The internal deliberations illustrate the diplomatic tightrope the United States is walking as it tries to shepherd Sudan’s transition to democracy after 30 years under authoritarian rule. U.S. officials and experts are torn on the policy options. Some believe Washington needs to sanction Sudanese military figures for the widespread violence—including allegations of murder, rape, and torture in the June 3 violence—to show such crimes won’t go unpunished by the international community. Others fear the move could do more harm than good in the long run by potentially upsetting the tenuous power-sharing deal and plunging the country into further chaos. 

Tibor Nagy, the assistant secretary of state for African affairs, has voiced concerns over Sudan’s instability. “There are some possible scenarios which frankly would be very negative,” he said in a press briefing last month. “We could end up with the type of chaos that exists in Libya or Somalia, and the last thing Egypt wants is another Libya on its southern border.”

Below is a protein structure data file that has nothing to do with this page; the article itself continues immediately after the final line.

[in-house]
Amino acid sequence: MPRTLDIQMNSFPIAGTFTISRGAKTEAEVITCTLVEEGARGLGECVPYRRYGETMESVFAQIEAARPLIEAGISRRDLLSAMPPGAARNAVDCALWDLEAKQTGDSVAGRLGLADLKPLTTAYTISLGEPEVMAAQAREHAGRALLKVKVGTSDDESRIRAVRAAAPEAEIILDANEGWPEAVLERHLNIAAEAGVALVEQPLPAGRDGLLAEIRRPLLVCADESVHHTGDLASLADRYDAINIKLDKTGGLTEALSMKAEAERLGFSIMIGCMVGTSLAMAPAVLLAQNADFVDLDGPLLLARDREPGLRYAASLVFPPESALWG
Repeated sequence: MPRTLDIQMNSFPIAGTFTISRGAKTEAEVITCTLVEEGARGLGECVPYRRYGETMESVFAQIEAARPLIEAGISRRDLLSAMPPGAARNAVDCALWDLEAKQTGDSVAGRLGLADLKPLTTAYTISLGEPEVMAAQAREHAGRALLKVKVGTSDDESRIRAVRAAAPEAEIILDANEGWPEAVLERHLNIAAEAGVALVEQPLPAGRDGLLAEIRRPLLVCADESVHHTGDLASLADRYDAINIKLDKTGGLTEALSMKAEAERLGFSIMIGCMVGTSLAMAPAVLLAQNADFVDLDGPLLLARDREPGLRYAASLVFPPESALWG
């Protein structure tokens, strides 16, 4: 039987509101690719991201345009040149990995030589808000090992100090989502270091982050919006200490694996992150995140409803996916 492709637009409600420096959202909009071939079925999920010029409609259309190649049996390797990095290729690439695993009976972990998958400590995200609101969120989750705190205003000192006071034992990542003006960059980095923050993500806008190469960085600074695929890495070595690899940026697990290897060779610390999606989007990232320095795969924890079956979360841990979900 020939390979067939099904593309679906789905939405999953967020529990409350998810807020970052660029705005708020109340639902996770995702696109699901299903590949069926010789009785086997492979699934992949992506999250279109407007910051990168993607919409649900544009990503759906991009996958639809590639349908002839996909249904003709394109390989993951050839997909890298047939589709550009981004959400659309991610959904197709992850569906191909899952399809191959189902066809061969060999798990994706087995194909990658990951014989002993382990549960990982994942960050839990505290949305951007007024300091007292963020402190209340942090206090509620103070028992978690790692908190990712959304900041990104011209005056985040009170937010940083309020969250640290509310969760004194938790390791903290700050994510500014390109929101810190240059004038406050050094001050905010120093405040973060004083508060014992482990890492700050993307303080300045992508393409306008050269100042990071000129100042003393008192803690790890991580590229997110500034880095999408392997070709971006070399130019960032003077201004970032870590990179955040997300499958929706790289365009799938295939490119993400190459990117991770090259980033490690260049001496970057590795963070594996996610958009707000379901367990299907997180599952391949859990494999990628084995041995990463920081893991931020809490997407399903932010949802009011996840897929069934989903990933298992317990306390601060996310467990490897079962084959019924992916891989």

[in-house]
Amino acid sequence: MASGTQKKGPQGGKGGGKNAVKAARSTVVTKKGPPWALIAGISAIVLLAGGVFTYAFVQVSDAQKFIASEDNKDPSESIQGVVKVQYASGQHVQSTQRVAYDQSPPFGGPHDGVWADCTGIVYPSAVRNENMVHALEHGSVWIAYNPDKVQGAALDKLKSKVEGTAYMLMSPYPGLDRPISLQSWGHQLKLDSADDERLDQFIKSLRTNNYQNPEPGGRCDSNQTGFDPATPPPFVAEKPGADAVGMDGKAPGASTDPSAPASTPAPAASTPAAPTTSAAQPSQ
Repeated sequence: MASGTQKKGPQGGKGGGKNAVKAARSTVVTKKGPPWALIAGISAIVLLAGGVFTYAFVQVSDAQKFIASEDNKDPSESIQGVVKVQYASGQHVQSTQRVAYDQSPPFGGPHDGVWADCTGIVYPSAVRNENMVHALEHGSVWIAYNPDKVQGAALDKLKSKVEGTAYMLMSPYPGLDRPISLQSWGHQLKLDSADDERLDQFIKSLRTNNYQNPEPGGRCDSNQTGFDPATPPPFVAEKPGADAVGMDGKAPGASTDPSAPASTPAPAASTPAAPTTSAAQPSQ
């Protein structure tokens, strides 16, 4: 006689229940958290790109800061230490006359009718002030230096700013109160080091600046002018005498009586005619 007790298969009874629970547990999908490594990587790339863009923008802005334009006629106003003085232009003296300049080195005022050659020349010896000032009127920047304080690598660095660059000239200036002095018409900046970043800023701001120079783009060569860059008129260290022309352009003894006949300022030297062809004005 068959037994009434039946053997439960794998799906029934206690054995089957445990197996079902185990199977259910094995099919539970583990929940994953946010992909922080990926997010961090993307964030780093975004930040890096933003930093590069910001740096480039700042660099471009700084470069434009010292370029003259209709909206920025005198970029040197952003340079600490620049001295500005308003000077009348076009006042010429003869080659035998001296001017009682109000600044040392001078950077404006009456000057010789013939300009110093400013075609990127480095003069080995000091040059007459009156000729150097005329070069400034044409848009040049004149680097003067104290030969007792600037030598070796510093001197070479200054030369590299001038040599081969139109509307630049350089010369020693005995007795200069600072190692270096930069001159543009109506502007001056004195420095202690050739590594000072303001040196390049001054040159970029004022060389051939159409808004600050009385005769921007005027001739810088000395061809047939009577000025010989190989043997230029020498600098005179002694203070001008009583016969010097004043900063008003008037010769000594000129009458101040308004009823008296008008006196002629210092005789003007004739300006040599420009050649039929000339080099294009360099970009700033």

One current and one former official said the State Department’s special envoy on Sudan, Donald Booth, was one of the leading advocates of stopping sanctions from moving forward, lest they derail the peace talks. But a State Department spokesperson called these allegations “false.”

“The U.S. government continues to work to support the establishment of a civilian-led government that enjoys the broad support of the Sudanese people,” the spokesperson said. “The situation in Sudan has been and remains fluid and fast-moving, and the U.S. government has been using, and will continue to use, its diplomatic tools to facilitate that transition in a peaceful and orderly manner.” The spokesperson said the State Department does not comment on sanctions before they are enacted.